Wednesday, January 28
by Sue on Wed 28 Jan 2009 09:43 PM EST
Courtesy of PageOneQ comes word that schools might be able to kick out students (CHILDREN) who seem gay. Should be some comfort to Diane Gramley. Also a wake up call to those who don't associated youth gay issues with grown up gay issues.
Courtesy of our living room, Coco has decided upon a new perch ... Laura's placemat. She has allowed all of the critters to sniff her and no fights have erupted.
Maria from 2 Political Junkies has some ..ahem .. strong words on the Democratic cave in on contraception. Contraception for poor women, mind you.
Facebook went down for like five minutes and my entire world stopped. I need to really not have any more snow days this year. However, it is now back up.
I do not like this style of blogging.
Did anyone else see Katie Couric's special edition of her news show? Did anyone else wonder why? I mean it didn't bump anything I really wanted to see, but the Eye on America story about the overly optimistic survivor of the Hudson Plane landing was just sort of random weirdness. I kind of expect that someone who survived a plane crash would be thankful and so forth. It wasn't really very interesting and definitely not news. In fact, it just came off as a cynical set up for the much ballyhooed 60 Minutes interview Katie landed. Irony, anyone?
I'm off to read my book on Descartes. He's dead at this point and his bones are being hauled all over Europe. Someone stole his skull. It is sort of like a History of Philosophy merged with The Da Vinci code dipped in more than I ever wanted to know about Queen Christina of Stockholm. But in a good way.
by Sue on Wed 28 Jan 2009 09:51 AM EST
Angelle Guyette lives out the faith she believes by laying out an impassioned argument against those within her Christian community who hide behind hate, intolerance and fear toward the gay community.
This lady pulls no punches. She trotted out into the cold to attend the Allegheny County Council hearing on the Human Rights Commission (apparently, the reporter didn't talk with Christians wearing the pro-ordinance stickers) and came away with utter disappointment in the hypocrisy of her Christian comrades.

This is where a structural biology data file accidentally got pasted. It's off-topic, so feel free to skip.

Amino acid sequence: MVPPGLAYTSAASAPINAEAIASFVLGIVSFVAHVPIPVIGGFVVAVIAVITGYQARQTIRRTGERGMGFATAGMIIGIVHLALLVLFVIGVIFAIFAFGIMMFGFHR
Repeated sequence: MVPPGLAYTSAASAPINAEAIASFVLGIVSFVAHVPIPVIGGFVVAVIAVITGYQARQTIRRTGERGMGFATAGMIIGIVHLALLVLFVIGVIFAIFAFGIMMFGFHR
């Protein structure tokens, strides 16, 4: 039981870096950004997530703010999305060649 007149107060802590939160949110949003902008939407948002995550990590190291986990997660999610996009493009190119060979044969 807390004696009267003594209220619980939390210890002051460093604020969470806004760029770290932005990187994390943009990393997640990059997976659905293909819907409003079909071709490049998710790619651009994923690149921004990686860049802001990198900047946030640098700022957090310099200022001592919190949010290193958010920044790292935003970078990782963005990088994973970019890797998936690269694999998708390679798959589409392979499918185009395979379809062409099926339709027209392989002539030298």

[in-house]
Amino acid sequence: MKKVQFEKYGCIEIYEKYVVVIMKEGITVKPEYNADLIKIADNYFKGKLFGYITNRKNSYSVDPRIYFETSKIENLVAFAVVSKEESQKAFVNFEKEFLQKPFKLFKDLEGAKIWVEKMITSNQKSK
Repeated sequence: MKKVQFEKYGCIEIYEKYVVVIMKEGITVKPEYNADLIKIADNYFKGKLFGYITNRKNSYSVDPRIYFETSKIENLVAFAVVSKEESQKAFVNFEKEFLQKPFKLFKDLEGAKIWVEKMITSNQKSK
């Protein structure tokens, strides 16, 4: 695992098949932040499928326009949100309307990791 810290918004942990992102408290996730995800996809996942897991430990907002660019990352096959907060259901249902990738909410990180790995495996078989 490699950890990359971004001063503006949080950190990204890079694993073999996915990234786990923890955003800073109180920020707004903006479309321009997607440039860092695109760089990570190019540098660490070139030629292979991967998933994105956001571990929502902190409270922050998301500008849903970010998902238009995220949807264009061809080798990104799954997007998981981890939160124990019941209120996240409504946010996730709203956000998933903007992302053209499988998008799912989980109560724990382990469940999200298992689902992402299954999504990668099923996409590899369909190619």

But Angelle picked up a pen and did something with those feelings. She affirmed that the Christian faith requires tolerance of all and acknowledged the perversions that drove opponents to twist fairness issues into religious oppression.
"I don't want them sinning on my properties"? Wow. Them's some pretty high standards and one has to wonder if this good Christian has other morality clauses build into his lease (or if he takes action to prevent current tenants from homosexual sinning)?
Has anyone stopped to consider the effect that so much hatred and fear might have on their families? Seriously, do the children of these good Christians see their papas and mamas braving the cold to speak out for legislation/policy on the Top Ten list ... killing, stealing, coveting, etc. Or policy issues related to the Beatitudes? Do they turn out en masse to support legislation to feed the hungry and shelter the homeless? Maybe, but never en masse enough to draw the attention of the Post-Gazette.
Angelle has an interesting final point.
Actually, there are a few points to tease out from this ending.
First, the assumption of gayness which is pretty ridiculous on the part of being able to tell and the part of gay being such a bad thing that even an assumption of association is considered tantamount to deep offense. This is something the ordinance addresses -- protecting people who don't conform to gender normative behavior. I''m talking about a woman who is perceived to be a lesbian because of her hair cut, her clothing style and her mannerisms. She can be fired even if she straight. There's many a good Christian woman who might fit right into these stereotypes and should perhaps be a little mindful that the girdle of faith doesn't make her immune to the barbs of her contemporaries.
There's also a key point about laws protecting everyone. James Madison aka Publius argued against the negative consequences of factions in the Federalist Papers. Religious leaders are trying to set up a false dichotomy of gay rights versus religious rights, counting on the sheer number of Christian identified Americans to carry the day. But that is not what the law intends. The law says that where your personal beliefs intersect the general public, you have to give a little ground to respect the rights of others. Christian wingnuts cannot refuse to rent an apartment to Orthodox Jews no matter how abhorrent they find their faith. It is the exact same thing. If you want to enter the public sphere as a business owner, you clearly leave some of your personal rights at the front door.